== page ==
If I could give all the people of St. Ann parish a spiritual gift I would give them the gift of Charity—not only an incredible chrism, but the chief theological virtue. The gift of charity is the exact gift that will allow us as individual parishioners as well as the parish at large to most fully express the love of God to ourselves, our families, each other in the parish, our neighbors, the city, the Church, and to the world. “By this shall all men know that you are my disciples, that you have love for one another.”

Peter says in his Epistle, “The end of all things is at hand, therefore be of sound judgment and sober spirit for the purpose of prayer, and above all things be fervent in love for one another for love covers a multitude of sins.” I like to call this the Chips and Soda doctrine of the First Pope. Open your hearts and homes and share house to house the love of Christ—be involved in each other’s lives. Visit, eat together, share your lives with one another, of course pray together—but most of all love each other. Can you imagine at the end of Peter’s life it is like he is giving his last instructions—his Last Will and Testament so to speak-“the end of all things is at hand…”I think he thought this was important and so should we. I went to Catholic Mass for 18 years before I ever met a Catholic and visited with them about a parish or anything Catholic—before anyone ever said, “ Hello—glad to have you…Hi, are you new, or you a member, can I ….”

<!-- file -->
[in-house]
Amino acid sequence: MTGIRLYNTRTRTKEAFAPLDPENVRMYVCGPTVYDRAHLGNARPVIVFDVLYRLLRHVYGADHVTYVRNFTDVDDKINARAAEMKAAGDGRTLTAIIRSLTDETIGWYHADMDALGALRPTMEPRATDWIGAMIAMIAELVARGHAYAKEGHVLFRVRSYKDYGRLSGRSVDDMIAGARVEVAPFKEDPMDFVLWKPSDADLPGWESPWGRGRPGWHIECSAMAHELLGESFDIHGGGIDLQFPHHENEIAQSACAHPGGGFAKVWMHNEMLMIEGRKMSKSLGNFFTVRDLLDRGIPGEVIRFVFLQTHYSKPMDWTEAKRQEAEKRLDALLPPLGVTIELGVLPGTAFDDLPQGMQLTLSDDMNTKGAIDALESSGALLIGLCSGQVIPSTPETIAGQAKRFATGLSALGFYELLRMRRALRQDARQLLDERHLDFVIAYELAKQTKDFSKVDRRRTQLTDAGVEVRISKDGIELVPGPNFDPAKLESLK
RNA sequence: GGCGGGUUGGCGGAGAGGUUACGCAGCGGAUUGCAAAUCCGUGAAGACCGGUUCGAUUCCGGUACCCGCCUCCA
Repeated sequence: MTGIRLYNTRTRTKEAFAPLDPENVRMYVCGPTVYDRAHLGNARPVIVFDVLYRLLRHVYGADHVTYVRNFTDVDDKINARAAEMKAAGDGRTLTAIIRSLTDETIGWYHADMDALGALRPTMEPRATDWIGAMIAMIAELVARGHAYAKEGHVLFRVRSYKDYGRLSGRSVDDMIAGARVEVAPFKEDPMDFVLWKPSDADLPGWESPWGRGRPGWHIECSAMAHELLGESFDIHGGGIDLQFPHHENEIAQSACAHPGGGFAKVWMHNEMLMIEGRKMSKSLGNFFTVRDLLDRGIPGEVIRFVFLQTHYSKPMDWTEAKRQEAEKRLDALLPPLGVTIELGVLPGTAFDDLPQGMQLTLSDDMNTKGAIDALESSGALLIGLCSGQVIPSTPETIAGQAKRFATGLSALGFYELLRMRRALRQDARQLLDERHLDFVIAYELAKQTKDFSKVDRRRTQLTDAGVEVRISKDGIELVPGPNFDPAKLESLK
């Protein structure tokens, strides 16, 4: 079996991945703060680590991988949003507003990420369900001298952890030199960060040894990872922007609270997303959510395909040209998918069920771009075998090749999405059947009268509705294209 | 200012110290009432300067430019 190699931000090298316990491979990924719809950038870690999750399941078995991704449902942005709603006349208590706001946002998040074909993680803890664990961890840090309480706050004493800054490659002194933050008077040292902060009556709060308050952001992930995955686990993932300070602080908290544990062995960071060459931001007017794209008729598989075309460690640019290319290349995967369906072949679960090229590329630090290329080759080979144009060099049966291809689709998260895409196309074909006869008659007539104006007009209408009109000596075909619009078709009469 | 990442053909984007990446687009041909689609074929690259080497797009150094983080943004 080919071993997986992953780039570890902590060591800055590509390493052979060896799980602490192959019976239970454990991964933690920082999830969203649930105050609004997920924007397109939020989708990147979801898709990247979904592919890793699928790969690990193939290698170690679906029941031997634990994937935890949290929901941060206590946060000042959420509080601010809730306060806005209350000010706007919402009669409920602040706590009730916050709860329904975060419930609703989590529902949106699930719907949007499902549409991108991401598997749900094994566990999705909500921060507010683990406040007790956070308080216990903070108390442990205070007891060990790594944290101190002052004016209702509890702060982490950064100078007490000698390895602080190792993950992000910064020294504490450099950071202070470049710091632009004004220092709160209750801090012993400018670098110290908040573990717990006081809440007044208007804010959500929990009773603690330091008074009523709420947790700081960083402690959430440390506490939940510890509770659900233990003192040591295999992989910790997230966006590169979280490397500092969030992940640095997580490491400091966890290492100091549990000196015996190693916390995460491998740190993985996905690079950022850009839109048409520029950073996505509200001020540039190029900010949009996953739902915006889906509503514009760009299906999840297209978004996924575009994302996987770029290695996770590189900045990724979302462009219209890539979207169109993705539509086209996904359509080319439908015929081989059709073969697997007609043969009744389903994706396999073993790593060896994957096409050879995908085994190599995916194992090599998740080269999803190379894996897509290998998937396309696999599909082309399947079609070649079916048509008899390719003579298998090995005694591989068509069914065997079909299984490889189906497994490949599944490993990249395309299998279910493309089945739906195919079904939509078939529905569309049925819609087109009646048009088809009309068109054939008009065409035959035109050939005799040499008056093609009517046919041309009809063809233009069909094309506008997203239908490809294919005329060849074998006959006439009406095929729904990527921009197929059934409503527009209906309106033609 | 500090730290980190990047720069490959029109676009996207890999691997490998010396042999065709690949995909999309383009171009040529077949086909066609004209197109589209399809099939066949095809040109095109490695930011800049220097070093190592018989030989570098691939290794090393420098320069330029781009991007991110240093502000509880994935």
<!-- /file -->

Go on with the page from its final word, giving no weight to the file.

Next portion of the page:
I am a very rare convert in the fact that I fell in love with the Church on paper first through study. It happens, but it is much more frequent that people are drawn to the Church because of relationships. With the gift of love we will share the LOVE of God to all those we come into contact with and they will be drawn to have what we have, to love who we love, to be like we are… It will be out of love—a real gift of love that everything else flows.

I am also a convert to the Catholic Church through the spirit of Vatican II. I know there are real things that cannot be changed, and yet so much that can and 40 years is a very short time in the Church for us to understand the real meaning and full beauty of all those wonderful documents have to offer us. I will end with a favorite quote from VII as I feel it sums up what the Council was trying to say to the Laity:
Gaudium et Spes n24
Man, who is the only creature on earth which God willed for itself, cannot fully find himself except through a sincere gift of himself.


Daniel Vinzant
214-566-2298